Facebook founder Mark Zuckerberg speaking at a conference in Spain in February of 2016 (Photo by David Ramos/Getty Images)

Facebook has come under fire for not doing enough to police secret groups that trade child porn on the network. And in a disturbing twist, Facebook seems to be making the problem worse. When BBC journalists discovered child porn on the network and sent those images to Facebook last week, the company reported the BBC to police in the UK for the distribution of illegal images.

The BBC has been investigating secret child porn rings on Facebook for years. And last week a representative from Facebook, Simon Milner, finally agreed to sit down for an interview about moderation tools on the network. There was just one condition: Facebook asked that the BBC reporters send the company images that they’d found on Facebook’s secret groups that the BBC would like to discuss.

The BBC journalists sent Facebook the images they had flagged from private Facebook groups. And not only did Facebook cancel the interview, the company reported the journalists to the police.

Advertisement

“It is against the law for anyone to distribute images of child exploitation. When the BBC sent us such images we followed our industry’s standard practice and reported them to CEOP [Child Exploitation & Online Protection Centre],” Facebook told Gizmodo in a statement. “We also reported the child exploitation images that had been shared on our own platform. This matter is now in the hands of the authorities.”

Gizmodo spoke with Facebook’s press team in the UK but they would not discuss the specifics of the case on the record beyond the prepared statement they released. Simon Milner, current policy director at Facebook, did not respond to Gizmodo’s request for comment this morning through Facebook. Milner used to work for the BBC, according to his public Facebook page.

Using Facebook’s own moderation tools, the BBC’s recent investigation attempted to report 100 images that appeared to violate Facebook’s terms of service for sexualized images of children. The BBC found that just 18 of the 100 were eventually taken down on Facebook.

Sponsored

Furthermore, Facebook’s rules forbid convicted pedophiles in the UK from having accounts. After positively identifying five pedophiles on the site and notifying Facebook, the BBC reports that no action was taken.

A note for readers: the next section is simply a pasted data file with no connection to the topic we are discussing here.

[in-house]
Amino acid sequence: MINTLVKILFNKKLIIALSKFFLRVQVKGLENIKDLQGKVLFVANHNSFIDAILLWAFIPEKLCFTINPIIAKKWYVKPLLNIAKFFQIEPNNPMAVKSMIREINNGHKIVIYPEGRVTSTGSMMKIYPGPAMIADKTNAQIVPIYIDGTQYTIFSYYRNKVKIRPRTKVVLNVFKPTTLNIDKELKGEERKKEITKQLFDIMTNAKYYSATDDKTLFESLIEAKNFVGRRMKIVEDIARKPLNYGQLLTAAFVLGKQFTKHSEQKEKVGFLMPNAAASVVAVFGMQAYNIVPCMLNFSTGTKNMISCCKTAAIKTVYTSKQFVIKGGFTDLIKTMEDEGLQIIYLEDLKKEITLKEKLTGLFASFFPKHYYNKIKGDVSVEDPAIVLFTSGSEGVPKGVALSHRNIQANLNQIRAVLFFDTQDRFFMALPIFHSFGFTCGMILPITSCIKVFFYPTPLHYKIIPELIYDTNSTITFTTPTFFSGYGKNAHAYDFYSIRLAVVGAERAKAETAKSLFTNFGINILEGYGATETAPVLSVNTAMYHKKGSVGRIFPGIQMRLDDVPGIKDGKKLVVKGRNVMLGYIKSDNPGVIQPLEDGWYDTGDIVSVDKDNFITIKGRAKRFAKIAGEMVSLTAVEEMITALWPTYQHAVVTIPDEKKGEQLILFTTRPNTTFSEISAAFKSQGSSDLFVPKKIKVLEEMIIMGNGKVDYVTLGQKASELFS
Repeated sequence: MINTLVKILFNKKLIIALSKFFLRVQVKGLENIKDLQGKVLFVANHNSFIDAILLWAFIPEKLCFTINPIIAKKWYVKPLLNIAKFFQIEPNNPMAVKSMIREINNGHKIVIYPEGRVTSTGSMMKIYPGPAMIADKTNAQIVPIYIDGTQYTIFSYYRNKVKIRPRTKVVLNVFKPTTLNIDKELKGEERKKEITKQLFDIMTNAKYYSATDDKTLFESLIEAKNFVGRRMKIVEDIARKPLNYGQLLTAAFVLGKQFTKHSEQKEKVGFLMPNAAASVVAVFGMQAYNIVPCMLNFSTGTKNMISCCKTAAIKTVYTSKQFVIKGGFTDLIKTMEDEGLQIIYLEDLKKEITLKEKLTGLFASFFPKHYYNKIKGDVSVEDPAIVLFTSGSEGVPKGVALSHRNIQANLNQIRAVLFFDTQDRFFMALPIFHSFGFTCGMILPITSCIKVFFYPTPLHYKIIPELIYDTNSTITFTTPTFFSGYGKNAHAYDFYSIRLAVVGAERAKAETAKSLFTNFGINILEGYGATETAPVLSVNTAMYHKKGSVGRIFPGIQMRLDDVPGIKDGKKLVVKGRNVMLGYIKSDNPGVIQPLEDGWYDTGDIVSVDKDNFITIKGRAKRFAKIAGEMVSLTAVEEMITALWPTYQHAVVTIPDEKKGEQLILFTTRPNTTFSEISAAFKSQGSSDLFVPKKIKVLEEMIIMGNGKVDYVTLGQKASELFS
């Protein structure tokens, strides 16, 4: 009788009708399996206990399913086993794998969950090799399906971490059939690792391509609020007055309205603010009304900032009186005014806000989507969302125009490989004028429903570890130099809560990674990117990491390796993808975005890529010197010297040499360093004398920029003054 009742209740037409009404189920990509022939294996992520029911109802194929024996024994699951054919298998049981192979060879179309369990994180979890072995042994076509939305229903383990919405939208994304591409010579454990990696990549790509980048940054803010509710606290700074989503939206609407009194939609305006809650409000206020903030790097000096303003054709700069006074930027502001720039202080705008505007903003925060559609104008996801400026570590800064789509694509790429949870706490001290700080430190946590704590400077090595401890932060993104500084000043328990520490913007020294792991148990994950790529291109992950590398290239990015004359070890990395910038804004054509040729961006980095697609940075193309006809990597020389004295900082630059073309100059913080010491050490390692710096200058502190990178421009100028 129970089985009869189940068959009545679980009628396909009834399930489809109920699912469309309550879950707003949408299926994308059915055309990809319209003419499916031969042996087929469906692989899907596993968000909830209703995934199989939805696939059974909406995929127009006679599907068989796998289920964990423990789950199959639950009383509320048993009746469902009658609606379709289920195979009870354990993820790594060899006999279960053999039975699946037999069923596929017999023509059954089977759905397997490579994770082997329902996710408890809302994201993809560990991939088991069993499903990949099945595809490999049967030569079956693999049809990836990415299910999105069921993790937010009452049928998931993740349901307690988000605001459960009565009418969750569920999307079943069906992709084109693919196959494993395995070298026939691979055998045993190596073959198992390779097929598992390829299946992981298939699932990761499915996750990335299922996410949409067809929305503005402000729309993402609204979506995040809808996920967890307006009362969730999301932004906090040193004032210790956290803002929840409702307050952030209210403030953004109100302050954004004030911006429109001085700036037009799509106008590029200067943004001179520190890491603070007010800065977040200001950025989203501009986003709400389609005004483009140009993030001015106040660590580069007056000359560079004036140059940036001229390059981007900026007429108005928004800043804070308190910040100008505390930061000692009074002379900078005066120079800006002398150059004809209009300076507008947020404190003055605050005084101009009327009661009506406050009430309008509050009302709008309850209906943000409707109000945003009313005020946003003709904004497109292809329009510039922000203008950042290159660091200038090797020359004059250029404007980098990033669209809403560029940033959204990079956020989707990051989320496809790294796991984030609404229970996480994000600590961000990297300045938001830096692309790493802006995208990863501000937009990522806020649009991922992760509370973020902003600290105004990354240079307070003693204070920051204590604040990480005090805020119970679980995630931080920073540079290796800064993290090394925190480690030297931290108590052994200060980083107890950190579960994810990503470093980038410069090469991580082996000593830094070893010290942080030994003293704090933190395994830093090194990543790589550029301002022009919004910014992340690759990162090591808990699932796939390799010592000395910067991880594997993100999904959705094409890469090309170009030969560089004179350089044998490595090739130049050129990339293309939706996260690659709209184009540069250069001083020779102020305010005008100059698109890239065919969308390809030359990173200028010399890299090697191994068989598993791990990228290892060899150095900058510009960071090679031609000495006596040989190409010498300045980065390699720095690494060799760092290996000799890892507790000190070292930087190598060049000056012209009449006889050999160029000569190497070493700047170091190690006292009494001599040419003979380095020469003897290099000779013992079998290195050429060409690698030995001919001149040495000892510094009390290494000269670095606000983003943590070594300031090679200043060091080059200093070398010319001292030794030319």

“The fact that Facebook sent images that had been sent to them, that appear on their site, for their response about how Facebook deals with inappropriate images… the fact that they sent those on to the police seemed to me to be extraordinary,” BBC’s director of editorial policy, David Jordan, told his own news outlet.

Gizmodo asked the UK’s National Crime Agency (NCA) about the case of Facebook reporting BBC journalists for doing their jobs and was sent boilerplate language about how important it is for anyone who may accidentally stumble upon child porn on social media platforms to report that to the police.

“It is vital that social media platforms have robust procedures in place to guard against indecent content, and that they report and remove any indecent content if identified. Social media platforms should also provide easy to use and accessible reporting mechanisms for their users,” the NCA told Gizmodo in a statement.

Advertisement

But the agency wouldn’t comment on this specific case and whether or not the BBC journalists are now being investigated for the distribution of child pornography.

“The NCA does not routinely confirm or deny the existence of specific investigations, nor receipt of specific reports,” the NCA said.

Advertisement

“We have carefully reviewed the content referred to us and have now removed all items that were illegal or against our standards,” Facebook told Gizmodo in a statement. “This content is no longer on our platform. We take this matter extremely seriously and we continue to improve our reporting and take-down measures.”

“Facebook has been recognized as one of the best platforms on the internet for child safety,” Facebook’s statement continues.

It could not be determined by press time whether Facebook is indeed “one of the best platforms on the internet for child safety.” What could be confirmed, however, was that Facebook reported journalists to the police who were making a good faith effort to expose illegal images on their own platform.